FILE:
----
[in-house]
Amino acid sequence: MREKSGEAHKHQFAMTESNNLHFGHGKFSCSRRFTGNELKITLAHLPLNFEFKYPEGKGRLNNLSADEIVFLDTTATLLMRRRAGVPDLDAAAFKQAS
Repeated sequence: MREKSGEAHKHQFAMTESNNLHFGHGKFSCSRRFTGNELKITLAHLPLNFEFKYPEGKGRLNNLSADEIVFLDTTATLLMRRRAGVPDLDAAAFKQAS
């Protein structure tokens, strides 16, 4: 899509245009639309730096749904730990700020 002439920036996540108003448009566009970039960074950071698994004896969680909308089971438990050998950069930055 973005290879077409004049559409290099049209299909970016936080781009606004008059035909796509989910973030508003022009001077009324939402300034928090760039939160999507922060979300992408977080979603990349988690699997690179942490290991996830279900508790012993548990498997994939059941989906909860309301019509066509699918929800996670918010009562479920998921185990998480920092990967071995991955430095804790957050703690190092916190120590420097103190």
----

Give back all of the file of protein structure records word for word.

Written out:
[in-house]
Amino acid sequence: MREKSGEAHKHQFAMTESNNLHFGHGKFSCSRRFTGNELKITLAHLPLNFEFKYPEGKGRLNNLSADEIVFLDTTATLLMRRRAGVPDLDAAAFKQAS
Repeated sequence: MREKSGEAHKHQFAMTESNNLHFGHGKFSCSRRFTGNELKITLAHLPLNFEFKYPEGKGRLNNLSADEIVFLDTTATLLMRRRAGVPDLDAAAFKQAS
């Protein structure tokens, strides 16, 4: 899509245009639309730096749904730990700020 002439920036996540108003448009566009970039960074950071698994004896969680909308089971438990050998950069930055 973005290879077409004049559409290099049209299909970016936080781009606004008059035909796509989910973030508003022009001077009324939402300034928090760039939160999507922060979300992408977080979603990349988690699997690179942490290991996830279900508790012993548990498997994939059941989906909860309301019509066509699918929800996670918010009562479920998921185990998480920092990967071995991955430095804790957050703690190092916190120590420097103190």